Installation image. Warlayirti: The Art of Balgo. Photo by Mark Ashkanasy, RMIT Gallery, 2014.
    Installation image. Warlayirti: The Art of Balgo. Photo by Mark Ashkanasy, RMIT Gallery, 2014.
    Installation image. Warlayirti: The Art of Balgo. Photo by Mark Ashkanasy, RMIT Gallery, 2014.
    Installation image. Warlayirti: The Art of Balgo. Photo by Mark Ashkanasy, RMIT Gallery 2014.
    Installation image. Warlayirti: The Art of Balgo. Photo by Mark Ashkanasy, RMIT Gallery, 2014.
    Installation image. Warlayirti: The Art of Balgo. Photo by Mark Ashkanasy, RMIT Gallery, 2014.
    Installation image. Warlayirti: The Art of Balgo. Photo by Mark Ashkanasy, RMIT Gallery, 2014.
    Installation image. Warlayirti: The Art of Balgo. Photo by Mark Ashkanasy, RMIT Gallery, 2014.

Exhibitions

Warlayirti: The Art of Balgo

15 Sep 2014 -
8 Nov 2014

RMIT Gallery
Melbourne
Victoria, Australia

Free

Warlayirti will examine the aesthetic divergences and vibrancy that distinguishes the art of Balgo and the importance of Christianity to the Balgo community as a means of cross cultural communication.

Balgo (Wirrimanu), Western Australia, in the midst of the Tanami desert is the ceremonial hub for several Indigenous clans from the Kimberley and Western Desert and is on the Luurnpa (kingfisher) Dreaming track.

Many of Australia’s most recognised Australian artists come from this region including Murityarru Sunfly Tjampitjin, Wimmitji Tjampitjin, Boxer Milner, Eubena Nampitjin, Elizabeth Nyumi, Lucy Yukenbarri and John Mosquito Tjapangati.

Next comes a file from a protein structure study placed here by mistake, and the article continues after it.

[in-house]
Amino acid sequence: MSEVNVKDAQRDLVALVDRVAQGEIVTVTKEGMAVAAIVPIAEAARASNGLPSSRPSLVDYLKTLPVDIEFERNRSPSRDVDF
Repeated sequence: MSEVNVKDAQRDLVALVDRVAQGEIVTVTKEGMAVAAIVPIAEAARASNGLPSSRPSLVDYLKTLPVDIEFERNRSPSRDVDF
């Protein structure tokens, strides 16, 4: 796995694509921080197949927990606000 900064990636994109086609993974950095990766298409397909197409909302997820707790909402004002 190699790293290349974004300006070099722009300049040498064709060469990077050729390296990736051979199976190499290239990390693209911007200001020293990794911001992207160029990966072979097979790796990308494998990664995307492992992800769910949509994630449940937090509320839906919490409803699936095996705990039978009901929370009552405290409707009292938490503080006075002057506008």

This exhibition brings together the church banners, as well as early and more recent work by the leading and emerging artists from Warlayirti Artists, one of the most successful art centres to emerge from remote area Australia .

The art movement began with the painting of church banners in 1981 for Father Peile’s jubilee lead by the senior men. A watershed exhibition, Art from the Great Sandy Desert was held in 1986 at the Art Gallery of WA resulting in the art from Balgo being recognised as a distinct body of work distinguished by diversity of style and bold use of colour.

A pivotal work in the exhibition is a painting by Sunfly Tjampitjin of the first priest appearing in the desert. Sunfly, a senior lawman and community leader, was instrumental in persuading the various groups in the Tamami desert to go and live at the mission when it was established at Balgo. The mission was a chance to buffer the aggressive practices of pastoralists in the area, becoming a refuge for people from the onslaught of white settlement.

The curator, Jacqueline Healy has been visiting Warlayirti Artists annually for over a decade and has worked closely with the committee arts advisors and individual artists in devising this proposal. Key individuals who participated in the 1986 exhibition have been interviewed including; Gracie Green, Bruce Njamme, Gary Njamme and Eubena Nampitjin. Important primary research material has been located in the Warlayirti Artists archives including the original documentation for the artworks in the 1986 exhibtion.

Warlayirti: The Art of Balgo has been developed in collaboration with Warlayirti Artists Committee and the exhibition will be accompanied by a major catalogue incorporating new research material.

 

Warlayirti: The Art of Balgo will tour to Araluen (Alice Springs)

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